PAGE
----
Western tanager. Courtesy USFWS.
This feature was first published in the 2009 Wilderness Magazine. To receive the annual magazine and quarterly newsletters from The Wilderness Society, become a member today!
Writer David S. Wilcove is a professor of ecology, evolutionary biology, and public affairs at Princeton University and the author of No Way Home: The Decline of the World’s Great Animal Migrations.
By David S. Wilcove
Sometime in early August, during one of the first chilly nights of the season in Yellowstone National Park, a western tanager will awaken, fly to the top of a lodgepole pine tree, and launch itself into the ink-black sky, thereby beginning the first leg of its annual migration to its winter quarters in western Mexico. In March, as snow piles up inside Yellowstone, herds of bison will leave the park in search of accessible forage.
Yellowstone National Park, like virtually all of our public lands, is filled with migratory animals, including birds, mammals, fish, and insects, a diverse array of creatures employing a diverse array of navigational tricks to reach destinations across the West and across the hemisphere. These animals are, for the most part, driven by opportunism. They take advantage of abundant food and other resources that are present in Yellowstone for only a portion of the year. For the western tanager, the park’s coniferous forests offer a smorgasbord of insects during the spring and summer, more than enough to raise a family. But once the cold weather sets in and the insects disappear, tanagers and other birds must find somewhere else to spend the winter. Similarly, Yellowstone’s lush meadows and grasslands can sustain thousands of bison and elk during the warm months, but heavy snow may eventually render that food inaccessible, forcing them to move to lower elevations inside and outside the park.
In addition to opportunism, one other characteristic unites Yellowstone’s diverse migrants: vulnerability. Logging and farming are destroying the montane forests of Mexico and Central America where western tanagers (and many other birds from the western U.S. and Canada) seek refuge during the winter. The fragile riparian woodlands that serve as crucial rest and refueling stops for them as they pass through the deserts of the Southwest are being degraded by overgrazing and development, while obstacles and dangers of all sorts—from skyscrapers to feral cats—have made the entire route more dangerous.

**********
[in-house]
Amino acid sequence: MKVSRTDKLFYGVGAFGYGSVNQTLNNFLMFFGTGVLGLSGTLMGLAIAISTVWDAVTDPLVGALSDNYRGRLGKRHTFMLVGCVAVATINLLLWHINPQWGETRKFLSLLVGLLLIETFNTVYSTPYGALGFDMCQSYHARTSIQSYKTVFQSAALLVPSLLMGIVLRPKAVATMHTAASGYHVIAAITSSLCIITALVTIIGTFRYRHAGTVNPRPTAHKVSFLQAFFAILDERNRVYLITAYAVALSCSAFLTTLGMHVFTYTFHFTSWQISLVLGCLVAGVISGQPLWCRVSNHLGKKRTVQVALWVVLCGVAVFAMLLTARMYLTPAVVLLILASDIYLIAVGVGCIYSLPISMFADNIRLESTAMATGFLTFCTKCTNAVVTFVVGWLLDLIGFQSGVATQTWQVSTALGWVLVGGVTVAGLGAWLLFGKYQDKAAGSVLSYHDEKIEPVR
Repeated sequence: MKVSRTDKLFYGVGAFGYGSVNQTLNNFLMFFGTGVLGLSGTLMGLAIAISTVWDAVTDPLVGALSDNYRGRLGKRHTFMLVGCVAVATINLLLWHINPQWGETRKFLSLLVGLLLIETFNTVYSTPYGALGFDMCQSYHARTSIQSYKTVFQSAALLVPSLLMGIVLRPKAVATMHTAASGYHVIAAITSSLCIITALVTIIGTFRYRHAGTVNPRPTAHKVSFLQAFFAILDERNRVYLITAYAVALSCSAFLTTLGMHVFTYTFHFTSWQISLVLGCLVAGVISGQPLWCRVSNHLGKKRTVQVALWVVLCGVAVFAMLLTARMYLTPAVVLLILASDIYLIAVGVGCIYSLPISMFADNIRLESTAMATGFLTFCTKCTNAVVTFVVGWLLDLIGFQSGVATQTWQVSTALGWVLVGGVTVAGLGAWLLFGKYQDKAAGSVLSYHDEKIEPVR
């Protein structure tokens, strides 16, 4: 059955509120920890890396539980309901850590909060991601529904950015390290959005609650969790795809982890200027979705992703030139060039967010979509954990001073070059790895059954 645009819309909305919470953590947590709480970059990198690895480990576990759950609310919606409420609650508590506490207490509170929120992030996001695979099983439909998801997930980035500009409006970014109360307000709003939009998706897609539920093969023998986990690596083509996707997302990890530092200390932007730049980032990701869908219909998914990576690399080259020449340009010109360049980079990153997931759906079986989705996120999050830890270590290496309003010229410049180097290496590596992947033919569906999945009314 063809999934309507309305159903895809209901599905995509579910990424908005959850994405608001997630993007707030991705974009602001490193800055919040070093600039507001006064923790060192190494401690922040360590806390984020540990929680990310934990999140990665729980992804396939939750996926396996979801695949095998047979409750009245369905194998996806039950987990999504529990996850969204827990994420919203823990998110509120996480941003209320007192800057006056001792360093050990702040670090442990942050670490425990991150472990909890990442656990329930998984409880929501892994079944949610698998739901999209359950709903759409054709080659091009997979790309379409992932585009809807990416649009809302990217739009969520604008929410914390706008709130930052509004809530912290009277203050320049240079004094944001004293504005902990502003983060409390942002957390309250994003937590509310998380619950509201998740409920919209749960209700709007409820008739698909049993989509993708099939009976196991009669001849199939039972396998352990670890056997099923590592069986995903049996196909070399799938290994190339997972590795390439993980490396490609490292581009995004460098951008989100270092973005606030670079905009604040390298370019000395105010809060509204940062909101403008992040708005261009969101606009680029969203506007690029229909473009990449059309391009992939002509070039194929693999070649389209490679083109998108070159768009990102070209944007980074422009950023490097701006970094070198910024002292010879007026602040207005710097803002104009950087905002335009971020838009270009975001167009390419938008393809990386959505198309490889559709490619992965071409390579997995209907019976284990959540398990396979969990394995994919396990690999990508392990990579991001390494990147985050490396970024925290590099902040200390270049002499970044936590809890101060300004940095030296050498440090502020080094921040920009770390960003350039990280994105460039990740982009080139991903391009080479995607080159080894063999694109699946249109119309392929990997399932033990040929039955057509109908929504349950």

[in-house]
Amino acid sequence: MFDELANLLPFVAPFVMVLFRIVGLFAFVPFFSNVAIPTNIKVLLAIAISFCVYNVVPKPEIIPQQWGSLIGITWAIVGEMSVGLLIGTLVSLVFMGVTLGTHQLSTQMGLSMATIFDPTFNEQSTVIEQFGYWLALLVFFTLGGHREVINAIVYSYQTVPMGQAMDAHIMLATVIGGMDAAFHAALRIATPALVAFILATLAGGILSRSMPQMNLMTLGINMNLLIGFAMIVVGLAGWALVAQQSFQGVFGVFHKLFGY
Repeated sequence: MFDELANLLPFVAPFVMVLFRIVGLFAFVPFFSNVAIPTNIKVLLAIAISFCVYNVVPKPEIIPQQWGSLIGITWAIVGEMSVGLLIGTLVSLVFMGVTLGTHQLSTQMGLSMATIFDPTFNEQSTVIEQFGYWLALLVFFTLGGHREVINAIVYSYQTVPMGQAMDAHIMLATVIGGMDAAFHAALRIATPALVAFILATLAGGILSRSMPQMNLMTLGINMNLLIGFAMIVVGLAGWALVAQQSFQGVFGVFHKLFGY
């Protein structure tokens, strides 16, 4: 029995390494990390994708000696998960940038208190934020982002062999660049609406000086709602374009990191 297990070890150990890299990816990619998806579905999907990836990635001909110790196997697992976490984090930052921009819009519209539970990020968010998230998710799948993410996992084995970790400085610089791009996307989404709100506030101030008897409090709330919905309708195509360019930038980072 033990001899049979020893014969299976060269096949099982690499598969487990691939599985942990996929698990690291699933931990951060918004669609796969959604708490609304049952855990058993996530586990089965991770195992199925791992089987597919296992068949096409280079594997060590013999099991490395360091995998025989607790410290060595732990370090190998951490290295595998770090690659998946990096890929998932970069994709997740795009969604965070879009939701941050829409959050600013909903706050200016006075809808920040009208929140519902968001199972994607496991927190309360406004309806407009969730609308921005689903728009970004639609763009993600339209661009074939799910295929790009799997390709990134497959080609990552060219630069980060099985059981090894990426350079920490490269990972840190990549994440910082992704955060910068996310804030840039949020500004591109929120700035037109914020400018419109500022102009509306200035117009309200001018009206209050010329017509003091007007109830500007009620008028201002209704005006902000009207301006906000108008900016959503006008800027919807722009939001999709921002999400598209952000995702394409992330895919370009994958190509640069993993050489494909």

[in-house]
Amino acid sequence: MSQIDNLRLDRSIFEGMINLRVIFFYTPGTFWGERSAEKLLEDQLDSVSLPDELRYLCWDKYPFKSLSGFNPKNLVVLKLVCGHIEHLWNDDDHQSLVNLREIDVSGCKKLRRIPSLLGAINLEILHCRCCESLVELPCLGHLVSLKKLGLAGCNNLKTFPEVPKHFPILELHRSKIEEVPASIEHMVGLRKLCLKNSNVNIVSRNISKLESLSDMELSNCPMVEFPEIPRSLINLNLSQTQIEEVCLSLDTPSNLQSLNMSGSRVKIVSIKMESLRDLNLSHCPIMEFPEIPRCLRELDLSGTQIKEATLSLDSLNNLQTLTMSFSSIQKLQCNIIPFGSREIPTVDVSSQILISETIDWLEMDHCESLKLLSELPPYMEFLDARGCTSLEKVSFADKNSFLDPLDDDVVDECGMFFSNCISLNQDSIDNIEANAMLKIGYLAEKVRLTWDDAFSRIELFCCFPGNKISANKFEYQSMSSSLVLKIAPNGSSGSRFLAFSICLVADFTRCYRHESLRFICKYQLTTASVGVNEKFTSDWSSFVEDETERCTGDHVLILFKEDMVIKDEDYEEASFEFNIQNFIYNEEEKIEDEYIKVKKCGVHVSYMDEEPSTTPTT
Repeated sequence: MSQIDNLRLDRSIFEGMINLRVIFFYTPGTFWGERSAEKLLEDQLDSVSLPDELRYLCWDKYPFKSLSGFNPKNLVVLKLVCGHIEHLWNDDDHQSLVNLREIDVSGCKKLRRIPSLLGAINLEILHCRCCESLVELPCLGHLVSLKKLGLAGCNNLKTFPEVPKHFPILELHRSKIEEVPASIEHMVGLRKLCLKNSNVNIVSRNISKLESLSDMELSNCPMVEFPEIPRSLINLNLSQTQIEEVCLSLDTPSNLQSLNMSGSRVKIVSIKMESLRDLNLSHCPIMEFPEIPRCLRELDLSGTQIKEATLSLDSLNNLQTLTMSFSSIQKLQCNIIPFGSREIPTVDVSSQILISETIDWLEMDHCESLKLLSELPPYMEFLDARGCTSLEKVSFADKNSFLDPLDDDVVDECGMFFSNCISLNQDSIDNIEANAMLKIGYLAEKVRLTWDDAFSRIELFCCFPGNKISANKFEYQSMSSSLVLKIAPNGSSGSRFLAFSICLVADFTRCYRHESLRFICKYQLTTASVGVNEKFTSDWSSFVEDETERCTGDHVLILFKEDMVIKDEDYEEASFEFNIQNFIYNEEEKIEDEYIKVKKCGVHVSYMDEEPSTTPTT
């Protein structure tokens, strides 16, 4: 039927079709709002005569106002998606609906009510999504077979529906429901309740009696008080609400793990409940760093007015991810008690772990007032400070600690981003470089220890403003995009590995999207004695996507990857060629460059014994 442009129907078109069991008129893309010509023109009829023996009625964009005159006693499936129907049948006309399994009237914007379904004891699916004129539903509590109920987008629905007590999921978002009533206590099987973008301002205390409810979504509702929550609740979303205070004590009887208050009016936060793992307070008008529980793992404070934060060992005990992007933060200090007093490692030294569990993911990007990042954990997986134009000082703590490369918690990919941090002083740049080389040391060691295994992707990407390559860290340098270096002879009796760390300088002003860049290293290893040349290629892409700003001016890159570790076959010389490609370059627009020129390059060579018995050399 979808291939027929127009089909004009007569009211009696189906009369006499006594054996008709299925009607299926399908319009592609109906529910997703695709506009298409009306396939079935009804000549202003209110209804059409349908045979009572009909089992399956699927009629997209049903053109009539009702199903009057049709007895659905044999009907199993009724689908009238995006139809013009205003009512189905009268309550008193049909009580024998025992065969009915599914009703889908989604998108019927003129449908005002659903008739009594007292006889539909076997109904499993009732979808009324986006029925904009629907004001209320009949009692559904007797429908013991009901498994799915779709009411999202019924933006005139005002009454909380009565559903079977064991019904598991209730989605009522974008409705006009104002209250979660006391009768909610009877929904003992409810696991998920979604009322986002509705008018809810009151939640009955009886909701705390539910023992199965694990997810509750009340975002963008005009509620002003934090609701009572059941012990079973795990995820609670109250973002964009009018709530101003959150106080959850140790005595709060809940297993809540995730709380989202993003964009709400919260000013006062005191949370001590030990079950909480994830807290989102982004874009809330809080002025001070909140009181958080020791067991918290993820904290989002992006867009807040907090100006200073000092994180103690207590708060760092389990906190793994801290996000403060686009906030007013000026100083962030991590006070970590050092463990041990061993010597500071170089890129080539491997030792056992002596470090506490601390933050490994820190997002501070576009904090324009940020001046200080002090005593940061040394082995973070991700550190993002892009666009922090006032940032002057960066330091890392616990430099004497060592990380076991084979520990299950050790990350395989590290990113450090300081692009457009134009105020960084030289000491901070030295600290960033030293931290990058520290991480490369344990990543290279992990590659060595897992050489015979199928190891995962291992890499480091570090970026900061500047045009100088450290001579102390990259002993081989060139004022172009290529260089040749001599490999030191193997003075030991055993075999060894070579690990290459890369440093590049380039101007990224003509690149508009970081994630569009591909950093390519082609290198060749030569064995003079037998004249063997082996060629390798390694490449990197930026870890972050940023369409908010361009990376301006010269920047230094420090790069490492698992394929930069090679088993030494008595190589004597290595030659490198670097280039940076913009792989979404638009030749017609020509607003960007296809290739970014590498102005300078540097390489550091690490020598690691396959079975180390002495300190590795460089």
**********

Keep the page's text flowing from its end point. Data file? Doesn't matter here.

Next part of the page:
For bison, the primary enemies are a tiny bacterium and a lot of intolerance. The bacterium Brucella abortus was brought into the U.S. via imported cattle from Europe, and it spread to Yellowstone’s bison a century ago. Brucellosis (as the disease is called) has little effect on bison. Ranchers, however, detest it because it causes some of their cows to abort their fetuses and reduce their milk production. Fear of brucellosis has made Montana’s politicians and agriculture officials determined to keep Yellowstone’s bison away from Montana’s cattle. Unfortunately, a small number of ranchers continue to graze livestock on public and private lands adjacent to the park. So when bison leave the park, as often happens during harsh winters, state and federal officials first try to chase them back, using helicopters, snowmobiles, off-road vehicles, and people on horseback. Those that refuse to return are killed.
Nor are bison the only big mammals in trouble in Yellowstone. Biologist Joel Berger has estimated that over half of the elk migratory routes and three-quarters of the pronghorn routes in the Greater Yellowstone Ecosystem have been destroyed by residential development, oil and gas exploration, and the building of fences and other barriers.
Across the country and across the world, migratory animals are declining as their journeys become increasingly treacherous. This loss is not only aesthetic but ecological. Birds, for example, help to keep populations of defoliating insects in check, thereby reducing damage to our forests and croplands. Bison increase the productivity of grasslands by consuming the older, rank forage and by redistributing nutrients via their dung, all of which benefits other plants and animals, including pronghorn, prairie dogs, and grassland birds. Migratory salmon sustain grizzly bears, bald eagles, and other animals. The list goes on.
“No man is an island, entire of itself,” proclaimed the poet John Donne. The same holds true for our national parks, national forests, wildlife refuges, and other public lands. The well-being of many of the animals found on our public lands depends greatly on what happens on adjacent lands or even in distant countries. Saving these animals will require greater coordination among individuals, agencies, and nations, combined with a commitment to protecting them while they are still common. Migration is fundamentally a phenomenon of abundance. If we wait until these species are close to extinction, we will have lost both the glory and the ecological value of migration.
Western tanagers head south after a summer of feasting on insects in the Northern Rockies, some flying as far south as Mexico. Courtesy USFWS.
Evidence suggests that over half of the elk migratory routes and three-quarters of the pronghorn routes in the Greater Yellostone Ecosystem have been destroyed by residential development, oil and gas exploration, and the building of fences and other barriers. Courtesy BLM.